Two buglers, separated by a dis
tance of more than 1,500 miles sound
ed taps as the body of Miss Edna Al
exander was lowered into its grave at
Paw Creek Presbyterian church at t
o'clock yesterday afternoon.
Military ceremonies were held In
tribute to the former Red Cross nursL.
at I'ort liiiyanl. N. M.. where she
l"ied 1.'. "I T.u'sday, simultaneously
wiui Mtu.lar honors paid in Charlotte
by members of the Hornets N'est post
No. 9 of the American Legion. The
body was conveyed to the train at
Fort Bayard by a military escort and
the bier draped in an American flag,
while a detachment from the legion
met the train at Charlotte and formed
an escort to the funeral chapel of Z.
A. Hnvis and Son.
Following the services at the Hovu
chapel the body was carried to the
Presbyterian churchyard at Paw Creel:
under an escort of legion officers ar.i
buried with full military ceremonies
A squad selected from a company iy.
Captain Paul R. Younts, fired a salute
from the outskirts of the graveyard
as the last notes died from thi- bugle.
First for a Woman.
The ceremonies, the first of the kind
accorded a woman here since the war,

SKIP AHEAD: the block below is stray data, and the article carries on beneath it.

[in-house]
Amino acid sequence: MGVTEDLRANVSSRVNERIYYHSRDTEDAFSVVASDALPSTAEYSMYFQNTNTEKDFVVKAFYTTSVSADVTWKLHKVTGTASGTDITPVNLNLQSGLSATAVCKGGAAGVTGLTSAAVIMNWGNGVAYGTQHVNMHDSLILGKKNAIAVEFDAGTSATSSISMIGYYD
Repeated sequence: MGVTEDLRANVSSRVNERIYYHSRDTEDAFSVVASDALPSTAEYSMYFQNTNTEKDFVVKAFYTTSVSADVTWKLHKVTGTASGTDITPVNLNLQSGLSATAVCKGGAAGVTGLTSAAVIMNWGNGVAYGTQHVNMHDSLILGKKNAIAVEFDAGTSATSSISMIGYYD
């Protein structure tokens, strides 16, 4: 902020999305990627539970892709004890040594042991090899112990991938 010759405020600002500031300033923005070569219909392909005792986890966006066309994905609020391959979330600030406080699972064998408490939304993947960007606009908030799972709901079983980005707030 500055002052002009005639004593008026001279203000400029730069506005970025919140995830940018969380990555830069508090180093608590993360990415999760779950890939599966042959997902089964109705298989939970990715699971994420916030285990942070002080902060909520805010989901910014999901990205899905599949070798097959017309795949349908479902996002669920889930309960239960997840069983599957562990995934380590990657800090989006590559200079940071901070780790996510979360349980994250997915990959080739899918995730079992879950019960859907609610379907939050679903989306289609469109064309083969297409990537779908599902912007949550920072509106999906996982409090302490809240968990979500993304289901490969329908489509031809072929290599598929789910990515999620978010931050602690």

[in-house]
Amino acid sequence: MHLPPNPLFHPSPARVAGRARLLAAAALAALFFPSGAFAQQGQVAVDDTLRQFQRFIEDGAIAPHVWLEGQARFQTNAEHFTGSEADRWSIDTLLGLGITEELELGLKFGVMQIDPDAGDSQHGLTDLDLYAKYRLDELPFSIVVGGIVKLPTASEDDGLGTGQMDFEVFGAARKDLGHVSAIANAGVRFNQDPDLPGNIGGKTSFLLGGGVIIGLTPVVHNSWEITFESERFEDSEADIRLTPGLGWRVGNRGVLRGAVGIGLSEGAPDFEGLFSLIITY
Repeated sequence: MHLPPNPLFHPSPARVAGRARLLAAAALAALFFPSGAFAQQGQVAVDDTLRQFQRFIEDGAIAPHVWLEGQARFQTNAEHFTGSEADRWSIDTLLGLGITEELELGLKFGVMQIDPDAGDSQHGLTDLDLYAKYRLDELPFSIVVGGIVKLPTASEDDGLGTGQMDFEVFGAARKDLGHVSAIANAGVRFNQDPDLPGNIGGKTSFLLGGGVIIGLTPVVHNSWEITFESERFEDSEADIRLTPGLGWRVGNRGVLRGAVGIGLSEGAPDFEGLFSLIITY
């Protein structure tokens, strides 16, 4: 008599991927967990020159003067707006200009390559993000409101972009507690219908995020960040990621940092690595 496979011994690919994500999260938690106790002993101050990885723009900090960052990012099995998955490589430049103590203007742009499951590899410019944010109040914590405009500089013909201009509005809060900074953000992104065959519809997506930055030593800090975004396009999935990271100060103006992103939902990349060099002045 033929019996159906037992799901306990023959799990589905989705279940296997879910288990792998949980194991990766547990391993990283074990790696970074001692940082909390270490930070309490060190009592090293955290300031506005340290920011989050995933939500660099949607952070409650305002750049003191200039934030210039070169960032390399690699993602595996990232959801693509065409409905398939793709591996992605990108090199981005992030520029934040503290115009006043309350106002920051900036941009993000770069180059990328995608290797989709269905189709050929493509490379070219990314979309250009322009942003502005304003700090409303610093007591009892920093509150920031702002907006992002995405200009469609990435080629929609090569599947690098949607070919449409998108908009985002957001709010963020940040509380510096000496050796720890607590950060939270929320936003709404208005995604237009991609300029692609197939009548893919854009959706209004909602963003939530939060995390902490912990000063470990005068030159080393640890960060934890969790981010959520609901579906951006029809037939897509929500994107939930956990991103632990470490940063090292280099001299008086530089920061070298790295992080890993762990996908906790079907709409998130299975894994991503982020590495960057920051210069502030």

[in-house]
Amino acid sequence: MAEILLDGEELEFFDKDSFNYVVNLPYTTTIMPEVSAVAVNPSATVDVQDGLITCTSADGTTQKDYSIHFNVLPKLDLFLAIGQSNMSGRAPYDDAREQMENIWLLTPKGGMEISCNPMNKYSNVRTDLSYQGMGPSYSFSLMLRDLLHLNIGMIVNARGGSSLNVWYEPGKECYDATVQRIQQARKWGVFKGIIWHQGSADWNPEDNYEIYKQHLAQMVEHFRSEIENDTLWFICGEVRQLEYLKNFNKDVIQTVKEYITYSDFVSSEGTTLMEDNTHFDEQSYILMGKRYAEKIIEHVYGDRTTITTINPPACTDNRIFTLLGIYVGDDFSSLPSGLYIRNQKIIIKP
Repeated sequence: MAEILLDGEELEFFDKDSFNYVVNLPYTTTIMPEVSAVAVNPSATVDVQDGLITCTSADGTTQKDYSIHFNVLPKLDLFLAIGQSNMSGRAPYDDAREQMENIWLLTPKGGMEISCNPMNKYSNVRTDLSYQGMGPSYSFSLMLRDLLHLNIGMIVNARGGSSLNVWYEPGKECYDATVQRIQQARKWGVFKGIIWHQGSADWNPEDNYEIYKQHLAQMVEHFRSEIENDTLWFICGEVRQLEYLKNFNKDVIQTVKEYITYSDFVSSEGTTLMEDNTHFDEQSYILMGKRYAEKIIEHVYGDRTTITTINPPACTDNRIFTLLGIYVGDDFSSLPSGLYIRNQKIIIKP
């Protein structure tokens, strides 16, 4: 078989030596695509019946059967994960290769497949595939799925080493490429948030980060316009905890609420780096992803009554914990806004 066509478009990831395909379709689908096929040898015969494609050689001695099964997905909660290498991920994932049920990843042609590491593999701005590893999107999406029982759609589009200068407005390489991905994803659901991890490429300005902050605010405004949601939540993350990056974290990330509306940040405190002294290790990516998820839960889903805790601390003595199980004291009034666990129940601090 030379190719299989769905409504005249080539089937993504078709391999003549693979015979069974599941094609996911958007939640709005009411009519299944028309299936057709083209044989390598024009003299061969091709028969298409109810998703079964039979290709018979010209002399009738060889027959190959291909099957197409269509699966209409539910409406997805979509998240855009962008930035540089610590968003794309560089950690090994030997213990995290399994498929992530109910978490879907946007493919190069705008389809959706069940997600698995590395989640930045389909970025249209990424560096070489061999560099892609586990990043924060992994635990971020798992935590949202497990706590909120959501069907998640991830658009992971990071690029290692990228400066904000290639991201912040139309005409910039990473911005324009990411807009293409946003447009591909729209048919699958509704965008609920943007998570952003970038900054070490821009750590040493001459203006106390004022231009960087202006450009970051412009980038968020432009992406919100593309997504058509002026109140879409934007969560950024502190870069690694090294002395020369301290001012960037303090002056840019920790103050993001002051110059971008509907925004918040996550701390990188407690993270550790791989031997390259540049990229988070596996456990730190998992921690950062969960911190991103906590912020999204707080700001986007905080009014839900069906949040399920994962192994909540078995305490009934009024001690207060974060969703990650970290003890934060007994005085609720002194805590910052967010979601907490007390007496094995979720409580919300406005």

were held in recognition of a service
which continued for the duration of
the war and for several months after
! peace was declared.
Miss Alexander was born at Paw
Creek 34 years ago. She was gradu
ated at Elizabeth college and finished
her liberal education at Flora Mac
donald college, later specializing m
medicine at the Piedmont sanatorium,
at Atlanta. She enlisted in the Amer
ican nurses corps on November 21,
1917, and was stationed at the Camp
Gordon hospital at Atlanta, where
she remained until ordered overseas
with her unit in July, 1918.
Served- in France.
In F ranee she jfjtt base'liospi
tal No. 89, at Mesres, and at hospitals
at Vnnnes, Brest and Kerhour. Her
war sen-ice was completed in June,
1919, nd she arrived in the United
States on July 13 of the same year.
She had been stationed at the U. S
Veterans hospital at Fort Bayard for
the past four years and had been a
patient for two years.
Although the American Legion was
in charge of ceremonies yesterday, the
funeral was participated in by mem
bers of the Veterans of Foreign War.",
Disabled American Veterans, the Y.
M. C. A. and Masonic organizations.
Funeral services were conducted by
Rev. 0. G. Vnrdell. of Red Springs,
president of Flora MacdonMd college,
and Rev. W. B. Mcllwanie, pastor of
tlje Westminster Presbyterian church.